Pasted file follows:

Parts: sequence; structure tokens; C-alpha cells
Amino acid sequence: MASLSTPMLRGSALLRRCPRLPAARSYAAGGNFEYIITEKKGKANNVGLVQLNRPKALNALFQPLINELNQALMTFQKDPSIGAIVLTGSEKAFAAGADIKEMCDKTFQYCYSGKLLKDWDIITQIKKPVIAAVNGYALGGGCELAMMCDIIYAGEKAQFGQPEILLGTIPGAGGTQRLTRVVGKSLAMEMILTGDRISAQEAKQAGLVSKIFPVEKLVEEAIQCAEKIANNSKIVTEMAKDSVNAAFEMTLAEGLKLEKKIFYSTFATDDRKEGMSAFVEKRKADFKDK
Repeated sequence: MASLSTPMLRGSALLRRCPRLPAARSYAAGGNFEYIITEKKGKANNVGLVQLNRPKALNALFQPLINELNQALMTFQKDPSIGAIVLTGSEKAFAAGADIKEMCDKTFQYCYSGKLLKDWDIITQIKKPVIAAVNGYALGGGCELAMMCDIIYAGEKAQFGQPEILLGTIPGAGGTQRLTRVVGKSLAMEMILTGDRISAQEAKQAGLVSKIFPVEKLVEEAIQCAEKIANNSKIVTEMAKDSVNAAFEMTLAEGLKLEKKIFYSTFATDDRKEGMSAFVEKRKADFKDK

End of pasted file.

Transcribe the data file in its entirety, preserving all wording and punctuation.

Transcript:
Parts: sequence; structure tokens; C-alpha cells
Amino acid sequence: MASLSTPMLRGSALLRRCPRLPAARSYAAGGNFEYIITEKKGKANNVGLVQLNRPKALNALFQPLINELNQALMTFQKDPSIGAIVLTGSEKAFAAGADIKEMCDKTFQYCYSGKLLKDWDIITQIKKPVIAAVNGYALGGGCELAMMCDIIYAGEKAQFGQPEILLGTIPGAGGTQRLTRVVGKSLAMEMILTGDRISAQEAKQAGLVSKIFPVEKLVEEAIQCAEKIANNSKIVTEMAKDSVNAAFEMTLAEGLKLEKKIFYSTFATDDRKEGMSAFVEKRKADFKDK
Repeated sequence: MASLSTPMLRGSALLRRCPRLPAARSYAAGGNFEYIITEKKGKANNVGLVQLNRPKALNALFQPLINELNQALMTFQKDPSIGAIVLTGSEKAFAAGADIKEMCDKTFQYCYSGKLLKDWDIITQIKKPVIAAVNGYALGGGCELAMMCDIIYAGEKAQFGQPEILLGTIPGAGGTQRLTRVVGKSLAMEMILTGDRISAQEAKQAGLVSKIFPVEKLVEEAIQCAEKIANNSKIVTEMAKDSVNAAFEMTLAEGLKLEKKIFYSTFATDDRKEGMSAFVEKRKADFKDK